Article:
STANFORD, CA — On March 11, 1948, the Ivorian polymath Frédéric Bruly Bouabré had a vision. By his own telling, Bruly Bouabré witnessed the heavens part while the sun fractured seven times. The celestial objects that resulted formed a body, which he described as a Mother-Sun, encircled by seven smaller orbs.
His vision inspired him to make art and take the name Cheik Nedro, meaning “He who does not forget.” The name signaled the focus of his future creative endeavors: to preserve the culture of his people, the Bété, whose homeland in what is now Cote d’Ivoire was colonized and decimated by the French from the 1800s through the middle of the 20th century.
One way Bruly Bouabré preserved Bété culture was by recording Bété heritage and myths in crayon and ink drawings on postcard-sized pieces of paper. The Bété people did not have a writing system for their spoken language, so the artist created one and used it, along with French, to incorporate descriptions of these scenes within the composition. These drawings are the subject of Alphabété: The World Through the Eyes of Frédéric Bruly Bouabré, now on view at the Cantor Arts Center on the campus of Stanford University.
Bruly Bouabré’s writing system was a 448-character syllabary; each character represents a syllable, as opposed to a letter or words and phrases. He hoped that Bété could become a universal writing system. In theory, syllabaries can transcribe any sound the human mouth can muster, making them a viable option for any culture.
The pieces on view at the Cantor express the deep connection that Bruly Bouabré felt to the world around him, the Bété world. Many of the drawings appear to be parts of series to which he repeatedly returned. Four of the cards depict the artist’s mother, Tagro Dréhounou, dressed in the flags of various nations. Another four comprise a series titled Man and the art of dressing well, each individual work featuring a uniquely dressed dapper dude. (One man has facial scars that Bruly Bouabré tenderly renders.) Fruit is another domestic motif that recurs regularly. Bananas, kola nuts, and oranges are portrayed and described as providential gifts.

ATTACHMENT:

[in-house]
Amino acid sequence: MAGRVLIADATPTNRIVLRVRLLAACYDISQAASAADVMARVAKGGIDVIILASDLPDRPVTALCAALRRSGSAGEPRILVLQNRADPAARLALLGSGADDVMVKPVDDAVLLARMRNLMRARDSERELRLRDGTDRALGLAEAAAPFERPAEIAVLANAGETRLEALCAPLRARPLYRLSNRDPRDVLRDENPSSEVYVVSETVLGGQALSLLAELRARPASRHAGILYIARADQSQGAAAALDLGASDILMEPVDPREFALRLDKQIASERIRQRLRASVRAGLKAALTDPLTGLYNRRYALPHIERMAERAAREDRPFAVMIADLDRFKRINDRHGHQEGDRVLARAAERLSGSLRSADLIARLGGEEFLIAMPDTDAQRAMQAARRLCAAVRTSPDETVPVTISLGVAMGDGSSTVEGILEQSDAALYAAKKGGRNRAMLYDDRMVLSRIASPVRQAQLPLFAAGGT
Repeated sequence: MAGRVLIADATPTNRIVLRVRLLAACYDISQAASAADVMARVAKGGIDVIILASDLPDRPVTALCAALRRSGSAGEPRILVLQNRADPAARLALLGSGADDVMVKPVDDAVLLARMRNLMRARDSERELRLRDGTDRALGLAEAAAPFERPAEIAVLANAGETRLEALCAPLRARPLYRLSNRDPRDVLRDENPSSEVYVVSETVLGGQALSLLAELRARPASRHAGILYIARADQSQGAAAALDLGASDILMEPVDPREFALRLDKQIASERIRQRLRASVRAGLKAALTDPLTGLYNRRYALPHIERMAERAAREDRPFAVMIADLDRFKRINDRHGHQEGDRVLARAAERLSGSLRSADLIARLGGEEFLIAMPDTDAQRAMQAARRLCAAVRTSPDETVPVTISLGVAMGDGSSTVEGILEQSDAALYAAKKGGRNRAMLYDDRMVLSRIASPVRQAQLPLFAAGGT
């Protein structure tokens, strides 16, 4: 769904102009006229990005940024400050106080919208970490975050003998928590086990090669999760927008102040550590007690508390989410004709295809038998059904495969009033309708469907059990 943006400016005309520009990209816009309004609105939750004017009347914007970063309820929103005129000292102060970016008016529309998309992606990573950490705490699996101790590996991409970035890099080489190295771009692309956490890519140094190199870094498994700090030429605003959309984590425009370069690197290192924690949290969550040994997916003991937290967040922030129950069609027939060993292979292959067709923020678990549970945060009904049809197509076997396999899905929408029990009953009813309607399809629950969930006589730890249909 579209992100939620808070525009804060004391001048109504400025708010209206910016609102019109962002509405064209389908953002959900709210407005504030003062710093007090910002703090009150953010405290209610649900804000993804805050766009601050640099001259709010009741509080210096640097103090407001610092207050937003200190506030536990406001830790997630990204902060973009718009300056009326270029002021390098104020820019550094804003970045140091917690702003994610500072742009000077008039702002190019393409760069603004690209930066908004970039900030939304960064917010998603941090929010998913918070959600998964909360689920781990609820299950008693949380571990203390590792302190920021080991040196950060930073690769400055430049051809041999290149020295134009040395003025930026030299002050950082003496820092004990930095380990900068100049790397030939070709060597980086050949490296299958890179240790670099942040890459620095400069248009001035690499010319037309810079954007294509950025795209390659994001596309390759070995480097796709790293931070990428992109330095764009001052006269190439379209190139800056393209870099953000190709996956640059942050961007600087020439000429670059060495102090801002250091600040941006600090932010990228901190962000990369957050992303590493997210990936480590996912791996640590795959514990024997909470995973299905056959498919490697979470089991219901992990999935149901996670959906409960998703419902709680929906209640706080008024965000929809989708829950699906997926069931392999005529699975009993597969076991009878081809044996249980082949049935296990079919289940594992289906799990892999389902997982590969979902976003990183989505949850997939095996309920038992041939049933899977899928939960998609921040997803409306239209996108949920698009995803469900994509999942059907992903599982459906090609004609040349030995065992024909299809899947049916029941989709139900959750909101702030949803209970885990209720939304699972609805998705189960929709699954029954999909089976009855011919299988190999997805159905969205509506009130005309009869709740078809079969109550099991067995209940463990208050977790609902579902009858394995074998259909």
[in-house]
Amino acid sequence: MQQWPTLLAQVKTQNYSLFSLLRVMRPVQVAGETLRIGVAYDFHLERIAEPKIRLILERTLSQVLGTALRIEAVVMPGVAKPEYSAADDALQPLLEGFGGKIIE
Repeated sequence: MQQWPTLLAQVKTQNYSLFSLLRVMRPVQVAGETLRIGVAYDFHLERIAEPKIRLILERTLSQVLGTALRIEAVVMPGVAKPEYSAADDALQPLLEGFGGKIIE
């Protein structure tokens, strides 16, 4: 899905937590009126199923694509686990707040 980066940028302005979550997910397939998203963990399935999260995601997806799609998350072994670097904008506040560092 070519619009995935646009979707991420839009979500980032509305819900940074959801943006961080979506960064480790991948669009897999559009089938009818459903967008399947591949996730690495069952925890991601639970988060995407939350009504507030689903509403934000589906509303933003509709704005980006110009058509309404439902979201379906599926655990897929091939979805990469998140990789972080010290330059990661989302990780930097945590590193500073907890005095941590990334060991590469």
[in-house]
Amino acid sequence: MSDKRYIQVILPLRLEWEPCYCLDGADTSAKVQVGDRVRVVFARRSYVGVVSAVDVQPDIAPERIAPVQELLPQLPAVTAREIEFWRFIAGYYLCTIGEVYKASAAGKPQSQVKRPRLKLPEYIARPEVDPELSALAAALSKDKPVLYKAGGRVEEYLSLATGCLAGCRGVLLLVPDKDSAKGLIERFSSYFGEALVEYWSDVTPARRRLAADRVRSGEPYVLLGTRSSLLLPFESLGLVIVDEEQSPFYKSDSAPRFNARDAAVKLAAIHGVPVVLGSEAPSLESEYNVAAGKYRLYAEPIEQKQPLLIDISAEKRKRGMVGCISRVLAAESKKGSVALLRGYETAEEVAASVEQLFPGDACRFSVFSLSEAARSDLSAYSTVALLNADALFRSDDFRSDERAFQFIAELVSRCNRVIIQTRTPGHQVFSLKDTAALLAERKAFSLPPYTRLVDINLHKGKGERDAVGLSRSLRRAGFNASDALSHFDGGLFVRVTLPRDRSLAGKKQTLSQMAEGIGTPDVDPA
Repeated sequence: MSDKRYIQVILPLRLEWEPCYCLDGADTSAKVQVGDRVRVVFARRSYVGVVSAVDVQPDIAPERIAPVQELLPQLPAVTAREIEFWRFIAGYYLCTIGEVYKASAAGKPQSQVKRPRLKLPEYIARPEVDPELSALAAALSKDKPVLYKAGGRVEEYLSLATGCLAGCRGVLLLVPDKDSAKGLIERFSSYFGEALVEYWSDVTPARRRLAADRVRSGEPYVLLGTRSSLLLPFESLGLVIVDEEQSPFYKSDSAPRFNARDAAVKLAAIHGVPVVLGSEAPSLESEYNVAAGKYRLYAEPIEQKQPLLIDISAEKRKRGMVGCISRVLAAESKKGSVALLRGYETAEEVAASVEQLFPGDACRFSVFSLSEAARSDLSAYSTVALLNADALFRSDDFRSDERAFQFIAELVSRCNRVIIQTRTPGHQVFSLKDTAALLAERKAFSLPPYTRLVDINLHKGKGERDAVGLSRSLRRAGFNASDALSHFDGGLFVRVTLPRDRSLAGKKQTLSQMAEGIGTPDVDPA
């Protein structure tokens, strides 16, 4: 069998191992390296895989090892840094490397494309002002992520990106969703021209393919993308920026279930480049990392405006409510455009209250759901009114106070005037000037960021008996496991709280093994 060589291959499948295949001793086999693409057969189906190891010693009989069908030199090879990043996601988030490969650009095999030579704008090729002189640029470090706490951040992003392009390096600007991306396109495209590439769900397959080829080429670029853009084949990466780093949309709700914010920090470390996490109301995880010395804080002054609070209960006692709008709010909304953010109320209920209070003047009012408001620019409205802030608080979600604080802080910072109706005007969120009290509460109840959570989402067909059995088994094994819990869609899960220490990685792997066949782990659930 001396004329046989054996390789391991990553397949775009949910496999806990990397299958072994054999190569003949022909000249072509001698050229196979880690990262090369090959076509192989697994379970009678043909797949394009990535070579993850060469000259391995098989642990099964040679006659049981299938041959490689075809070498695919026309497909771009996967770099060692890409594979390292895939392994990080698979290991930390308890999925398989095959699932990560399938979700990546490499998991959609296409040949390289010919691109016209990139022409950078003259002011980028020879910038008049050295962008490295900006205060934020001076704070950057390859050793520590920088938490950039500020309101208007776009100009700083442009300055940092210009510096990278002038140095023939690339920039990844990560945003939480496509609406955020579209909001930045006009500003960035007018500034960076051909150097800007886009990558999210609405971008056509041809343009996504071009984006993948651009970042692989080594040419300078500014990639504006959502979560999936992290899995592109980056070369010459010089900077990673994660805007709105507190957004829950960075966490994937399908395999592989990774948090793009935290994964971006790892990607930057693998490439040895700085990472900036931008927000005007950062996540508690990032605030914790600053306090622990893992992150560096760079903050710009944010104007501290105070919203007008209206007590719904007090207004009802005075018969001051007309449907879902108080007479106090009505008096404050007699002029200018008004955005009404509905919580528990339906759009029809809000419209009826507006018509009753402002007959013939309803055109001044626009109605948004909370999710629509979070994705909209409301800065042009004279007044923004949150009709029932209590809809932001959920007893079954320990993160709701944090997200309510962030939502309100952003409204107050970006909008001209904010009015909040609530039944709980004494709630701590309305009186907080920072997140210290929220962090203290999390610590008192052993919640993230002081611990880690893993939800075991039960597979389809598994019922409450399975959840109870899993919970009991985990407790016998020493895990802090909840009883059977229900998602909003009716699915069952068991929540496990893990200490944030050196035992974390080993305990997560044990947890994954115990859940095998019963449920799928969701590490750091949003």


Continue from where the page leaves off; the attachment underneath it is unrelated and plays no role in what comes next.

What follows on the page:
The immediacy of these themes is offset by works addressing broad political and philosophical issues. For example, the piece, “Afghanistan! If eyelids were long, here is how human virtue or humiliation would tie them!” combines humor and disgust to dissect both the inevitability and futility of conflict. Another work, titled “The desire of man,” features a beautiful woman. Her hair decorated in baubles and her head and neck in precious jewels, she is surrounded by an aura and her expression evokes the Virgin Mary.
Aphabété celebrates an artist’s singular, loving vision. Cote d’Ivoire’s history, I would venture, is likely little known to most who happen upon this article, this exhibition, or this artist’s work (it was for this author). The story displayed on the gallery walls narrates the artist’s dearest concern, his people. As a story of tragedy and hope, it is universal — just as Bruly Bouabré hoped his syllabary might be.
Alphabété: The World Through the Eyes of Frédéric Bruly Bouabré continues at the Cantor Arts Center (328 Lomita Drive at Museum Way, Stanford, CA 94305) through March 2, 2019.